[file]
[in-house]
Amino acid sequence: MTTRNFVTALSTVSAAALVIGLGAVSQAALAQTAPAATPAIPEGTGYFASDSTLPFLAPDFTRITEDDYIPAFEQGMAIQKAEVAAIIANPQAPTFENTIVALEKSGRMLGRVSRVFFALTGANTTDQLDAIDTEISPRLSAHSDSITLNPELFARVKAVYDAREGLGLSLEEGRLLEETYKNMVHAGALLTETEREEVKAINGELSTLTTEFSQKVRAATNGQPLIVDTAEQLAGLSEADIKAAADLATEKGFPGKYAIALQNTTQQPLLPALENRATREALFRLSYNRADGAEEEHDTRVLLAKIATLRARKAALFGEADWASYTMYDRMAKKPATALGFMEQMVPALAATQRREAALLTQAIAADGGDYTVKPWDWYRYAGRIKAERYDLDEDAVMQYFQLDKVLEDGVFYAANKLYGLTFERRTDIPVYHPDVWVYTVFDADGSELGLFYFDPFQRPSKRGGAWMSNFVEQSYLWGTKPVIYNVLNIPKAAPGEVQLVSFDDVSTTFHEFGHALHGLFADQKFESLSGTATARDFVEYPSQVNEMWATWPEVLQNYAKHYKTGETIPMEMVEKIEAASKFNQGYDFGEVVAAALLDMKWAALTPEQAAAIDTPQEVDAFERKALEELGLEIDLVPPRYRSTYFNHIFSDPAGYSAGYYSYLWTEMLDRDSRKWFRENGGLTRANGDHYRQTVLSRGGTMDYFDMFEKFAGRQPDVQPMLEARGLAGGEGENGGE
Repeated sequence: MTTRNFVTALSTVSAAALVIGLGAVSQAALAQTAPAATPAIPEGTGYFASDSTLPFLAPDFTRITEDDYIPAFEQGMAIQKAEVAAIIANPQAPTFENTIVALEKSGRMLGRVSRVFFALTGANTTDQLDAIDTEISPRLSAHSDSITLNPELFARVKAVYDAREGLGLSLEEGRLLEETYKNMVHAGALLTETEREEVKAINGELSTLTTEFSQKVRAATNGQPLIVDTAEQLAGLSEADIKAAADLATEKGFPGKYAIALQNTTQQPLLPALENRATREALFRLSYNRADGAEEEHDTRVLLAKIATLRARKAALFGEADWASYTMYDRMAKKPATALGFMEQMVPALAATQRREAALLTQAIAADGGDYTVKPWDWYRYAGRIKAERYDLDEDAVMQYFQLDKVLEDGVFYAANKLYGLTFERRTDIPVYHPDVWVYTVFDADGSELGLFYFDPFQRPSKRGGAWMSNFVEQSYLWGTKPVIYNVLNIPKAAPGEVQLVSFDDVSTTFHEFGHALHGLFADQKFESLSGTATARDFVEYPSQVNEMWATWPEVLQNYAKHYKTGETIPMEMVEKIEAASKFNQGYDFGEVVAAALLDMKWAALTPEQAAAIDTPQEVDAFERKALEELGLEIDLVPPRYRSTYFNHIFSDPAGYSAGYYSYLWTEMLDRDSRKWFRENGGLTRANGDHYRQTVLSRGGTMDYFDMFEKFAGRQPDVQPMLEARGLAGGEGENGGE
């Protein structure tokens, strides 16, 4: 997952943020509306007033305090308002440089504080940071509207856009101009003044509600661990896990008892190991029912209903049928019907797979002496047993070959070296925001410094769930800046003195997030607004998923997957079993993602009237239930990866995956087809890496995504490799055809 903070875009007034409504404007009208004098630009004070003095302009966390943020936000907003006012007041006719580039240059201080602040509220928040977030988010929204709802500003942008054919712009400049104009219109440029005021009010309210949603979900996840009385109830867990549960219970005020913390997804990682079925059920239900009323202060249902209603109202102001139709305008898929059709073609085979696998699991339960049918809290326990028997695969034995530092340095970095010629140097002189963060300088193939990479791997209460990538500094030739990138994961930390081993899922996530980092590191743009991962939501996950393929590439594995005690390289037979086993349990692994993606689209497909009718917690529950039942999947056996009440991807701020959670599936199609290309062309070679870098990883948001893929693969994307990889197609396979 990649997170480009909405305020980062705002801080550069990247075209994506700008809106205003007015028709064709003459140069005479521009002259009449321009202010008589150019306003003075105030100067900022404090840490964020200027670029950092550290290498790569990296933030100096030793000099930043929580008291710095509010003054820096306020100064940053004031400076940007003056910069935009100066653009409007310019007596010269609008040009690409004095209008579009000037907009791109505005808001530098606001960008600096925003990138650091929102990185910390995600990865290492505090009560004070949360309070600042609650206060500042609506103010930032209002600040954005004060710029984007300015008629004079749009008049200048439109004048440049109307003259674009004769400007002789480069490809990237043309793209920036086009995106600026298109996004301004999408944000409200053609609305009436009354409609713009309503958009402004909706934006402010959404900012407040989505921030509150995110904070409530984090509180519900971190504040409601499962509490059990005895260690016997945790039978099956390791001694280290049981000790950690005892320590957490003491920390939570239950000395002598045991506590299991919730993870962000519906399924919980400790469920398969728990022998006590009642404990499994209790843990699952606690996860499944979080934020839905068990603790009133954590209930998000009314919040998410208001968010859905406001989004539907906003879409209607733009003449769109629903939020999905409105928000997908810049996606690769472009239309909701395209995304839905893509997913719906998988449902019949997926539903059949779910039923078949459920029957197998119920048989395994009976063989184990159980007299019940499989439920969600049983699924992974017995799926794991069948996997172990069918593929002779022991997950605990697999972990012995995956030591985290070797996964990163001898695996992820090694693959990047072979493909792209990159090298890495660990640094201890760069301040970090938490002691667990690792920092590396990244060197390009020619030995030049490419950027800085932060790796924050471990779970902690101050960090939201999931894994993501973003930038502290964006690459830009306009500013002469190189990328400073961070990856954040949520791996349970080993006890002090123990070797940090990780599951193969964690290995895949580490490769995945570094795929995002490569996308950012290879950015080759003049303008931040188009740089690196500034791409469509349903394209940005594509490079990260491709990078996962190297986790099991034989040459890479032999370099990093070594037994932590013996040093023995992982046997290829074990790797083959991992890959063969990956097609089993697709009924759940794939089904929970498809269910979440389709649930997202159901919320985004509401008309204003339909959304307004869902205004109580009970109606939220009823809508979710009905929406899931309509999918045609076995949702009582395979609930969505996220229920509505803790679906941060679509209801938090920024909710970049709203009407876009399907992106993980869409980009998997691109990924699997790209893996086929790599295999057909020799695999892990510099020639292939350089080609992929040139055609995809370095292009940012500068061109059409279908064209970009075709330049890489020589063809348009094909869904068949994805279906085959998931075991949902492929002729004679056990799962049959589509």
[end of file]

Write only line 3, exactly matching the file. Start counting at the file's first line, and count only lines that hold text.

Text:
Repeated sequence: MTTRNFVTALSTVSAAALVIGLGAVSQAALAQTAPAATPAIPEGTGYFASDSTLPFLAPDFTRITEDDYIPAFEQGMAIQKAEVAAIIANPQAPTFENTIVALEKSGRMLGRVSRVFFALTGANTTDQLDAIDTEISPRLSAHSDSITLNPELFARVKAVYDAREGLGLSLEEGRLLEETYKNMVHAGALLTETEREEVKAINGELSTLTTEFSQKVRAATNGQPLIVDTAEQLAGLSEADIKAAADLATEKGFPGKYAIALQNTTQQPLLPALENRATREALFRLSYNRADGAEEEHDTRVLLAKIATLRARKAALFGEADWASYTMYDRMAKKPATALGFMEQMVPALAATQRREAALLTQAIAADGGDYTVKPWDWYRYAGRIKAERYDLDEDAVMQYFQLDKVLEDGVFYAANKLYGLTFERRTDIPVYHPDVWVYTVFDADGSELGLFYFDPFQRPSKRGGAWMSNFVEQSYLWGTKPVIYNVLNIPKAAPGEVQLVSFDDVSTTFHEFGHALHGLFADQKFESLSGTATARDFVEYPSQVNEMWATWPEVLQNYAKHYKTGETIPMEMVEKIEAASKFNQGYDFGEVVAAALLDMKWAALTPEQAAAIDTPQEVDAFERKALEELGLEIDLVPPRYRSTYFNHIFSDPAGYSAGYYSYLWTEMLDRDSRKWFRENGGLTRANGDHYRQTVLSRGGTMDYFDMFEKFAGRQPDVQPMLEARGLAGGEGENGGE